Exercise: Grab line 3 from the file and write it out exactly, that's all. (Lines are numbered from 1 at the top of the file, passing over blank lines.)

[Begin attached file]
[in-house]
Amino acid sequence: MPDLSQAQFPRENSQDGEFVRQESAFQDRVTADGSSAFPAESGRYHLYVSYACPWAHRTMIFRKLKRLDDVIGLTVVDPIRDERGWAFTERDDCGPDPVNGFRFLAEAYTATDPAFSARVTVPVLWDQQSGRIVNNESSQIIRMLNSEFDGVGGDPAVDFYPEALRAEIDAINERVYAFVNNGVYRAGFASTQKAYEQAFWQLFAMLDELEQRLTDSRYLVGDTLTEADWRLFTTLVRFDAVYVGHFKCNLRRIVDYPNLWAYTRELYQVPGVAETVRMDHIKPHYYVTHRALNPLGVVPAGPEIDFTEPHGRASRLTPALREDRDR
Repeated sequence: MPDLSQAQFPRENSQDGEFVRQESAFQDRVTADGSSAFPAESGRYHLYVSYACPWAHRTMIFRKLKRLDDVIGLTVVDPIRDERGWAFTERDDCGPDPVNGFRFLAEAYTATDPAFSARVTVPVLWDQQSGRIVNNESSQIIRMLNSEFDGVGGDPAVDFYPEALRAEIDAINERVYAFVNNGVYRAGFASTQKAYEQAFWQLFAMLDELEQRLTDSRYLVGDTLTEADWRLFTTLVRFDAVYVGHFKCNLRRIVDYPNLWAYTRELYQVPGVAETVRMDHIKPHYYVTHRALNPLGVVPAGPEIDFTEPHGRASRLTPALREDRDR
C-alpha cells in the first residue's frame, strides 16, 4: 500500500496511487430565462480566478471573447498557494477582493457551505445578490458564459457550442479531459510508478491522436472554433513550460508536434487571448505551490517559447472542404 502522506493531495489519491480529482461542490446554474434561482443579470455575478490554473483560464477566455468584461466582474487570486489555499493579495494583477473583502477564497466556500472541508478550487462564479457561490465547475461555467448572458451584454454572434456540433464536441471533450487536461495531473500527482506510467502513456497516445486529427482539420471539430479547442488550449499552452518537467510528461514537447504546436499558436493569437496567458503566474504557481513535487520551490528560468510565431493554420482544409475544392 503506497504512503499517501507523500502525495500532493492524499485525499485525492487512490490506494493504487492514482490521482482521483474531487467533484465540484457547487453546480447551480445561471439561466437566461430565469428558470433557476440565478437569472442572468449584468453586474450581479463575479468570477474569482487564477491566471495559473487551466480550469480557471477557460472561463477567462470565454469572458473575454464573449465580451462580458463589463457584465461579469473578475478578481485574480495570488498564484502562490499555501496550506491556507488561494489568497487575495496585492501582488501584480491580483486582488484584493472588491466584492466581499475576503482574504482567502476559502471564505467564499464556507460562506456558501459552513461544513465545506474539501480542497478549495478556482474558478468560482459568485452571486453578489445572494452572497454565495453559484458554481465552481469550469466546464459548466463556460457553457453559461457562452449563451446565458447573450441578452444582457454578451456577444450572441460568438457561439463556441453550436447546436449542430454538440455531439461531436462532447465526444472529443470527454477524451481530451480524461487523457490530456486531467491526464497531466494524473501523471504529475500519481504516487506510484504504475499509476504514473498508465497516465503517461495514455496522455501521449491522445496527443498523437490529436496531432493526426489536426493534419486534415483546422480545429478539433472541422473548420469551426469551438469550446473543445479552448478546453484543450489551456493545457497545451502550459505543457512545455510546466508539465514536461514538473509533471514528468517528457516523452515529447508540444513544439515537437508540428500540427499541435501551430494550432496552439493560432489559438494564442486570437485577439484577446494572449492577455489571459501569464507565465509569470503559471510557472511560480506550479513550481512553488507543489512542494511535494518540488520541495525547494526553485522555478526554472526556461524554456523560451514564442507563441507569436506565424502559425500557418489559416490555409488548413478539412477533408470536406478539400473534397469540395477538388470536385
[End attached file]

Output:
Repeated sequence: MPDLSQAQFPRENSQDGEFVRQESAFQDRVTADGSSAFPAESGRYHLYVSYACPWAHRTMIFRKLKRLDDVIGLTVVDPIRDERGWAFTERDDCGPDPVNGFRFLAEAYTATDPAFSARVTVPVLWDQQSGRIVNNESSQIIRMLNSEFDGVGGDPAVDFYPEALRAEIDAINERVYAFVNNGVYRAGFASTQKAYEQAFWQLFAMLDELEQRLTDSRYLVGDTLTEADWRLFTTLVRFDAVYVGHFKCNLRRIVDYPNLWAYTRELYQVPGVAETVRMDHIKPHYYVTHRALNPLGVVPAGPEIDFTEPHGRASRLTPALREDRDR